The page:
Updated Q & A on the GPH-MNLF Peace Process September 20, 2013Posted by HERBERT CURIA in GOVERNMENT, OPPAP, PEACE TALK UPDATES.
From the Website of OPPAP
GPH-MILF peace nego not just for one group, but for entire Bangsamoro – GPH panel member
Posted on Wednesday, Sep 18th, 2013
Kuala Lumpur – Government of the Philippines (GPH) peace panel member Mehol Sadain on Tuesday stressed that the issues being put on the negotiating table with the Moro Islamic Liberation Front (MILF) does not only cater to one group, but to all Moros.
“What we have been negotiating for the whole length of the peace process is for the whole Bangsamoro,” said Sadain, who is also the Secretary of the National Commission on Muslim Filipinos. “In the end, the Bangsamoro people will decide who will be leading them. Because that is the way democracy works.”
Sadain, together with GPH peace panel chair Miriam Coronel-Ferrer, and peace panel members Yasmin Busran-Lao and Senen Bacani, is in Kuala Lumpur to resume discussions with the MILF on the remaining annexes on power sharing and normalization, which together with the Framework Agreement on the Bangsamoro and the signed Annexes on Transitional Arrangements and Modalities, and Revenue Generation and Wealth Sharing, will comprise the Comprehensive Agreement which the parties aim to sign within the year.
Regarding Moro National Liberation Front (MNLF) founding chair Nur Misuari’s claims that the government has disregarded them in the peace process, Sadain said: “We never neglected the aspirations of the Moro National Liberation Front.”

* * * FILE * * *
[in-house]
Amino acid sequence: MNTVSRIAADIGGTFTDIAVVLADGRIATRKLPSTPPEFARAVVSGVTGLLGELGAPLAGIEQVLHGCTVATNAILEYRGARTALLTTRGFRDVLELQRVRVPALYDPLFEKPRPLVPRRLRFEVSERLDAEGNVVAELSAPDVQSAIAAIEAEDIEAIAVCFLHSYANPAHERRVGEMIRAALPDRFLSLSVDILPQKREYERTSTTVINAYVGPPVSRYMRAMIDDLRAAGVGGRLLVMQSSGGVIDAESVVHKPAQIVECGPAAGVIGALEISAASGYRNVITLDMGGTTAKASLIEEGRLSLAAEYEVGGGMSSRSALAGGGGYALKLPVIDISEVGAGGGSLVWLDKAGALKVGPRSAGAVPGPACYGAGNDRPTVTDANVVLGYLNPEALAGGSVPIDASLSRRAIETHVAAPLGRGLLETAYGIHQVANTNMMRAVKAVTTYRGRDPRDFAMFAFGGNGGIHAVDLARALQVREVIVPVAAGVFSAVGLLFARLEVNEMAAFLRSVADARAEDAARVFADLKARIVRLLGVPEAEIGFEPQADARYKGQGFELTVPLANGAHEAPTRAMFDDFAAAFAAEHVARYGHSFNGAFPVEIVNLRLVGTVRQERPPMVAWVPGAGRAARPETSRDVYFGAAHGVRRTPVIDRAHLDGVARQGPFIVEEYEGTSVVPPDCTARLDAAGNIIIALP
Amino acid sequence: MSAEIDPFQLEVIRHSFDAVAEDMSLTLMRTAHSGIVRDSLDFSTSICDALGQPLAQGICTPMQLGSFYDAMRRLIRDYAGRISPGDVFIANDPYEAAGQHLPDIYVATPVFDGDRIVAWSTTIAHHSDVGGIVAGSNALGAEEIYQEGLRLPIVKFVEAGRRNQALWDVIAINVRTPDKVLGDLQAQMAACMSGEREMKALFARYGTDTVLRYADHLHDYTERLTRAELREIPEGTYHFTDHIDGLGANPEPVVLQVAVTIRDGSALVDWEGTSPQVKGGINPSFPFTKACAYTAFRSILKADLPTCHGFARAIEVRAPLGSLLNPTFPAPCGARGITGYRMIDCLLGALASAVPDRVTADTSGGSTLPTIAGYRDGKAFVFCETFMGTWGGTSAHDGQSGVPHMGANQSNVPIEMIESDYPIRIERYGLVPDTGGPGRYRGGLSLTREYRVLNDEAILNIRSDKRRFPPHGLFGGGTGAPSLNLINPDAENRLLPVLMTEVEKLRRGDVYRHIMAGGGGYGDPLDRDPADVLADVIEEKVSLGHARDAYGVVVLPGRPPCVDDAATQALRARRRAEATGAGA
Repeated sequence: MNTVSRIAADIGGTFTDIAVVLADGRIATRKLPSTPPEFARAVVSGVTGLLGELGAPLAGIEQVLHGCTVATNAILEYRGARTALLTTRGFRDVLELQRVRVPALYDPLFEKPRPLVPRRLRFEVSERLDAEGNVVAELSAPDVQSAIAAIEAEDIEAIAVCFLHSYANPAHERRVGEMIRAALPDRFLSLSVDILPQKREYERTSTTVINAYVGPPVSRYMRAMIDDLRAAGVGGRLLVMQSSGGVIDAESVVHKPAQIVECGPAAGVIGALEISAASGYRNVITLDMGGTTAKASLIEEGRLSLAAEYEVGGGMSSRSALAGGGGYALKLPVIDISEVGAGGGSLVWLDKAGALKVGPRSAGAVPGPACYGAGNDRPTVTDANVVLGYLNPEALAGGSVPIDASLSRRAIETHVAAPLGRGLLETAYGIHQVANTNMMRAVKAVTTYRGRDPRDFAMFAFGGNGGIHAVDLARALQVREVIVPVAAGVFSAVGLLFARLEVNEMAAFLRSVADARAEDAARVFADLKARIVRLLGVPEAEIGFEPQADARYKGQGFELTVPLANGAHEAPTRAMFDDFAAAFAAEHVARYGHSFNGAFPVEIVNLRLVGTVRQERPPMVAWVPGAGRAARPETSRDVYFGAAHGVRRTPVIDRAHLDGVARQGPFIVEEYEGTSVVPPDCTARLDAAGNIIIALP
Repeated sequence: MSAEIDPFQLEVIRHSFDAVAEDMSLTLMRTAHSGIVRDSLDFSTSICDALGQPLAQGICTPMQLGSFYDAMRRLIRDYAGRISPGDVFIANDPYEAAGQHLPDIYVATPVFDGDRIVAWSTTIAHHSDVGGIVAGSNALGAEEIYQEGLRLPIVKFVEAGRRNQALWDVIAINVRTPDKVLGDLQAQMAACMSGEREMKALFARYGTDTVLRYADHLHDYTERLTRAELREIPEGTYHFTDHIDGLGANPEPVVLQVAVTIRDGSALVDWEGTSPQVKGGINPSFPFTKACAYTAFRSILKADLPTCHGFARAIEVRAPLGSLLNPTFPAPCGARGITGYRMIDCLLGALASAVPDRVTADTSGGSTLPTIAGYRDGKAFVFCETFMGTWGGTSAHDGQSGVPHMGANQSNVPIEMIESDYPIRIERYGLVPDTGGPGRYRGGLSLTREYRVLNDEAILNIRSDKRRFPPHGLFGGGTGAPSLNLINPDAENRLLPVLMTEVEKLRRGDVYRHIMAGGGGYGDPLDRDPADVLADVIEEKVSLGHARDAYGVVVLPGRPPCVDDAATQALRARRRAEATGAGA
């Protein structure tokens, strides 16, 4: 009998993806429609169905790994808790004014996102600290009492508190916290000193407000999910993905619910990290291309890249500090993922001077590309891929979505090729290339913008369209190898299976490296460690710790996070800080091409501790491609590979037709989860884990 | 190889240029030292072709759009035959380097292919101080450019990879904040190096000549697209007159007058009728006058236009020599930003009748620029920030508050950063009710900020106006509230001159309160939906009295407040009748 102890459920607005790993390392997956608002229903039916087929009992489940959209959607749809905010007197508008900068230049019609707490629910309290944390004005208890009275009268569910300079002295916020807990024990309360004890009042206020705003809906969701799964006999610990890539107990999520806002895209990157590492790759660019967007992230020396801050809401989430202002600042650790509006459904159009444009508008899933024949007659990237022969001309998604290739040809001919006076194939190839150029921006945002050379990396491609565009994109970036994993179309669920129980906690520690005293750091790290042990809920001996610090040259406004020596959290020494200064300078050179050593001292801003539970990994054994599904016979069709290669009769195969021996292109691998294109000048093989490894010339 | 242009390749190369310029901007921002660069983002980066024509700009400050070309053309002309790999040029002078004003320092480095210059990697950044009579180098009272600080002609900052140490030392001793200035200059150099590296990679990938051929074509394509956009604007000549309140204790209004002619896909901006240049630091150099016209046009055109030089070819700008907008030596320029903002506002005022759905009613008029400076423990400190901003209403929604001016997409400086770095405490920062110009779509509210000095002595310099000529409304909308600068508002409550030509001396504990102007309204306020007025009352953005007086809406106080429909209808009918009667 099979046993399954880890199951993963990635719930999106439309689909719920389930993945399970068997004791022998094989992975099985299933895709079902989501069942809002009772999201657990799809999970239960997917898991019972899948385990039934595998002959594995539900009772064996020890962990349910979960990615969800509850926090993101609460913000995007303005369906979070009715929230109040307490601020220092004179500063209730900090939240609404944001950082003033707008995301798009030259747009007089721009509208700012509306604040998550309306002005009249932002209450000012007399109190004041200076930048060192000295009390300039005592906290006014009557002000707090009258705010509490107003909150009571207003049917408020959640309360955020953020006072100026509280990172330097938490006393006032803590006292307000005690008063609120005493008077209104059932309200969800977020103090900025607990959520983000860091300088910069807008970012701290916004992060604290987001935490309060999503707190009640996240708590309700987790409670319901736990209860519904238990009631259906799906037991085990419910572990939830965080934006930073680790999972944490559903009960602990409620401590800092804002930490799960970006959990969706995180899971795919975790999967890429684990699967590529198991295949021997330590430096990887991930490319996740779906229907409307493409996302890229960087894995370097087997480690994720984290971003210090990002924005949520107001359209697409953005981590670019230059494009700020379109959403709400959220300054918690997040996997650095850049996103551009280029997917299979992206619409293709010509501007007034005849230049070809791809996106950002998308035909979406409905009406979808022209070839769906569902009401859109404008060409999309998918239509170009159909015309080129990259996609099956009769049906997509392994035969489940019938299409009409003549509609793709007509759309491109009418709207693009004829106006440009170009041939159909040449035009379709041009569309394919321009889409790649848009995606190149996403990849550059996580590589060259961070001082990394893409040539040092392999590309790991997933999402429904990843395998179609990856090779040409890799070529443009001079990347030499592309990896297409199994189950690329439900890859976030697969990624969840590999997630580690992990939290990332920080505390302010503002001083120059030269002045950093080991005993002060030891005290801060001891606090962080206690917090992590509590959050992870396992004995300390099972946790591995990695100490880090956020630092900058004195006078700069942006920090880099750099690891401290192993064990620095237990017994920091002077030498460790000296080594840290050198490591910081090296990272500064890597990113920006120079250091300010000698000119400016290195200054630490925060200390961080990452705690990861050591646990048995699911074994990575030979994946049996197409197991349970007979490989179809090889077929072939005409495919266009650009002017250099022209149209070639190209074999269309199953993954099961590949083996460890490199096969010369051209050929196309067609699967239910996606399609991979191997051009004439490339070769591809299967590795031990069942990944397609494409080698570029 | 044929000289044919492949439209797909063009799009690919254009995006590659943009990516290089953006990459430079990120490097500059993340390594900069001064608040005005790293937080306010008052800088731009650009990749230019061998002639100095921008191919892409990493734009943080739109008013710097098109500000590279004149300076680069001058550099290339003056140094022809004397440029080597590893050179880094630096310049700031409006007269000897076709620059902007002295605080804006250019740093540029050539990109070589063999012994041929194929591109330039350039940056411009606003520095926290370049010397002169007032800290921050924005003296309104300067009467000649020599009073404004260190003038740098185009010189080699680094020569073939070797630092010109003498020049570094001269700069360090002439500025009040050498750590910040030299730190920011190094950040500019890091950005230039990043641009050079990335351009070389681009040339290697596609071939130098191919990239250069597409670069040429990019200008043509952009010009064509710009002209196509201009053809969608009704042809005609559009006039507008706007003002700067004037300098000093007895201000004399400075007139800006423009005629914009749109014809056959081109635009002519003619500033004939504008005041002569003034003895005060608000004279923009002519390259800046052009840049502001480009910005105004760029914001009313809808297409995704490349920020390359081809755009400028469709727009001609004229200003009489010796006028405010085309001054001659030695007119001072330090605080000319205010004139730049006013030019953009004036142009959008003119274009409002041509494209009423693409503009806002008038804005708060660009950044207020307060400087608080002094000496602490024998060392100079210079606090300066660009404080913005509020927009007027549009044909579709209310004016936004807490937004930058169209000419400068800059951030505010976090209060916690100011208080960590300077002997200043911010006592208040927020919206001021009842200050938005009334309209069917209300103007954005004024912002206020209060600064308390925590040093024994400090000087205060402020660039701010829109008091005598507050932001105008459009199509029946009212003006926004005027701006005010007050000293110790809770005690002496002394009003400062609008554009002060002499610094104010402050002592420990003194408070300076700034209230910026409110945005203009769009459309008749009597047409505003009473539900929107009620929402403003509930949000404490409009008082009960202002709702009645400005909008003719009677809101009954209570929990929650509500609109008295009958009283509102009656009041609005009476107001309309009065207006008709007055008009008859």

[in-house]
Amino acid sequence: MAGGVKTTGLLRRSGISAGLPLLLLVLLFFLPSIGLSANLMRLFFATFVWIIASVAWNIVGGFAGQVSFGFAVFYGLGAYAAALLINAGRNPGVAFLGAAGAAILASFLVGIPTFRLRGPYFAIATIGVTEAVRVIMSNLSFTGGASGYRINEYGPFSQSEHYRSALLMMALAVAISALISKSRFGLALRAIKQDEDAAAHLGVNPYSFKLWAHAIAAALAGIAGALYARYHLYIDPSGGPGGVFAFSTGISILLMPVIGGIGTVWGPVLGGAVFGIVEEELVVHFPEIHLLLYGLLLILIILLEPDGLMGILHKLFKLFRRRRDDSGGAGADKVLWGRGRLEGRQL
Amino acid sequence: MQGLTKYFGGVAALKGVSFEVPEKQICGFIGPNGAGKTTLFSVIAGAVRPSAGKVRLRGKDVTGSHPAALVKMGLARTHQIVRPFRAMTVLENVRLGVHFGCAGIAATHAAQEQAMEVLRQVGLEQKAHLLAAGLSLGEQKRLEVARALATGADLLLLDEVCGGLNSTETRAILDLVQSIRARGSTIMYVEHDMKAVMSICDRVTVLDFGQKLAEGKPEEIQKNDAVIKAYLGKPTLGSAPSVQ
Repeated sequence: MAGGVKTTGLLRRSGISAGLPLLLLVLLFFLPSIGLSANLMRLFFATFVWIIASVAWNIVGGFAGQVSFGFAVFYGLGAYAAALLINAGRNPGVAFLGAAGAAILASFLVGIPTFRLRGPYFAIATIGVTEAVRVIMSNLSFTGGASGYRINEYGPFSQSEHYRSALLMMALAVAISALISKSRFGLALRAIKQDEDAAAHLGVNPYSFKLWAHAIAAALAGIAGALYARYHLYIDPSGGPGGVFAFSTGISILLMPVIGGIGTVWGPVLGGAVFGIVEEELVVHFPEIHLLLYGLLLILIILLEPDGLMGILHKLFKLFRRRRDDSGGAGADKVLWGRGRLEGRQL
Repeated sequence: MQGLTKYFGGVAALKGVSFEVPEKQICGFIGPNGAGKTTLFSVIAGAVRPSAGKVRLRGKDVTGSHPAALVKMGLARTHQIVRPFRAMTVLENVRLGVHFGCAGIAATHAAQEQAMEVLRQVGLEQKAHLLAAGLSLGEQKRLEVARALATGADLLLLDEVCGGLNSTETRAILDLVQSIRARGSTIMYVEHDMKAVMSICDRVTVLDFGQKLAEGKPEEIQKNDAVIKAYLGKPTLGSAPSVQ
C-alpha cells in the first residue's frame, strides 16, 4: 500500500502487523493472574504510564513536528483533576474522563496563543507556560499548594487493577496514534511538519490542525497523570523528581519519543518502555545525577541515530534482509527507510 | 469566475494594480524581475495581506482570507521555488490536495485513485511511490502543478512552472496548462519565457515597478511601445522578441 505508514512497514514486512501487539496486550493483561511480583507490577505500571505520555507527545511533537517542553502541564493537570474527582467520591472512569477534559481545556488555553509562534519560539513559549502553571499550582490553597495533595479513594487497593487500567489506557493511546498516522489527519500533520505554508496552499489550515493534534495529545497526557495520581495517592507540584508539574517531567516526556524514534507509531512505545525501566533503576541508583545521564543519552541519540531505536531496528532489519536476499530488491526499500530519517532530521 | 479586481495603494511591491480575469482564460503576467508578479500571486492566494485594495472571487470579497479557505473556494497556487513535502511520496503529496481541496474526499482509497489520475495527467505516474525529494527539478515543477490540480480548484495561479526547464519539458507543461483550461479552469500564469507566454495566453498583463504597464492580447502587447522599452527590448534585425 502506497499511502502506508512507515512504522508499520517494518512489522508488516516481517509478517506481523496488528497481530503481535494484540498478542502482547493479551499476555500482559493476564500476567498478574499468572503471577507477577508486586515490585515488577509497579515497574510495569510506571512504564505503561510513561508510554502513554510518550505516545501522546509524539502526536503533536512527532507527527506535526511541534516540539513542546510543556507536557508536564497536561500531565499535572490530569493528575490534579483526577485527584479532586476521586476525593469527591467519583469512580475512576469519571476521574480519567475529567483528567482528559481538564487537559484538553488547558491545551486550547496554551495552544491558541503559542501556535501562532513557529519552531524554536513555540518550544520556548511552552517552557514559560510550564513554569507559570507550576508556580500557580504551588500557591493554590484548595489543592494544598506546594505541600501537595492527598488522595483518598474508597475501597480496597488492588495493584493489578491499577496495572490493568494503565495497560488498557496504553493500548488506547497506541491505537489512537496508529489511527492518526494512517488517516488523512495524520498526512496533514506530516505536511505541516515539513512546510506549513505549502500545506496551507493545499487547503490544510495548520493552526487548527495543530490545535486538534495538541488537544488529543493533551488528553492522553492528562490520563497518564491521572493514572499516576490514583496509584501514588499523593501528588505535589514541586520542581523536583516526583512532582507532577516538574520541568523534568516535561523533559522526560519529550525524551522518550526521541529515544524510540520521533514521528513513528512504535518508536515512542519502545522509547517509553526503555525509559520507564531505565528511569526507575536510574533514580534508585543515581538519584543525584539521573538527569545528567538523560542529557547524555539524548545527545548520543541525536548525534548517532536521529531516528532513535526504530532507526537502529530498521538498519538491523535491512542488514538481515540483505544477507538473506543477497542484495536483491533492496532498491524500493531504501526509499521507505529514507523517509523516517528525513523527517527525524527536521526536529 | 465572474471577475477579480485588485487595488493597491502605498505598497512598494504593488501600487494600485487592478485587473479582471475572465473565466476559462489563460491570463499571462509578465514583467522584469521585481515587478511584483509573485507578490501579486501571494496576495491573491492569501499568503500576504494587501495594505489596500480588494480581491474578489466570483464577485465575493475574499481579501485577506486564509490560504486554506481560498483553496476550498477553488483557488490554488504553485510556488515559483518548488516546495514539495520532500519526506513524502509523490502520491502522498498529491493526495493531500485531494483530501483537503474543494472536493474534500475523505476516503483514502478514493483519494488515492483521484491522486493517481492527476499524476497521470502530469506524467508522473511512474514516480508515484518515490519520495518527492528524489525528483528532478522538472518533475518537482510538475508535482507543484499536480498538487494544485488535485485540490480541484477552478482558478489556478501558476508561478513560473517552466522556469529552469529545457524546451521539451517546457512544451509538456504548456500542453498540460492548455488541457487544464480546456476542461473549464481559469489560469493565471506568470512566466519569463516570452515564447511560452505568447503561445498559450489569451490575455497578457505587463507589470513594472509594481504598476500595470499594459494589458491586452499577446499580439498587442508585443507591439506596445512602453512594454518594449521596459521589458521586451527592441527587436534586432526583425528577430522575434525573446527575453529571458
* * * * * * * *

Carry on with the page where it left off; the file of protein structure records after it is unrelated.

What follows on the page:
“The Office of the Presidential Adviser on the Peace Process and the panel have actually tried to involve them by initiating a means of convergence between the MNLF and the MILF. This is not, however, within our powers, to force them together, because that is to be arranged between the two of them,” the Zamboanga-raised Tausug said.
The government has called for the completion of the Tripartite Implementation Review Process of the 1996 GPH-MNLF Final Peace Agreement. The review process, which started in 2007, is being facilitated by the Organization of Islamic Cooperation-Peace Committee on Southern Philippines.
Panel member Yasmin Busran Lao also reiterated that the government invited the MNLF, specifically Nur Misuari and Muslimin Sema to nominate representatives to the Transition Commission which will draft the Bangsamoro Basic Law.
“Unfortunately they did not recommend anyone,” said Lao. “The forming of the Transition Commission was intended to converge all of Bangsamoro to come up with a basic law that will address everyone’s needs, and not just one group.”
Longer hours of work needed
Meanwhile, GPH chief negotiator Miriam Coronel-Ferrer admitted that the current mood in the talks is “somber,” considering that Sadain and other members of both peace panels and secretariat have families in Zamboanga where Misuari-led MNLF forces have been engaging in armed confrontations with the military and police since Monday last week.
“We constantly update ourselves with what is going on in Zamboanga and the rest of Mindanao, and we are aware of the situation,” said Coronel-Ferrer.
Despite this, Coronel-Ferrer said this does not stop them from addressing the remaining issues on the negotiating table.
“As far as discussions are concerned, there is a lot of consensus, it’s just that each item take a lot of time for us to level off on an understanding, and also to sort out all the nuances involved,” she said. She added that earlier, during an executive session, both panels agreed that they will need to work longer hours to thresh out different issues in the remaining annexes.
Coronel-Ferrer admitted that the power sharing annex is a “much longer document” needing longer hours of work, considering that it contains lists of exclusive and concurrent powers, with each item needing to be thoroughly discussed.
However, the peace panel chair remains optimistic that this round will prove to be productive for both sides. “The important thing is we are really moving forward.
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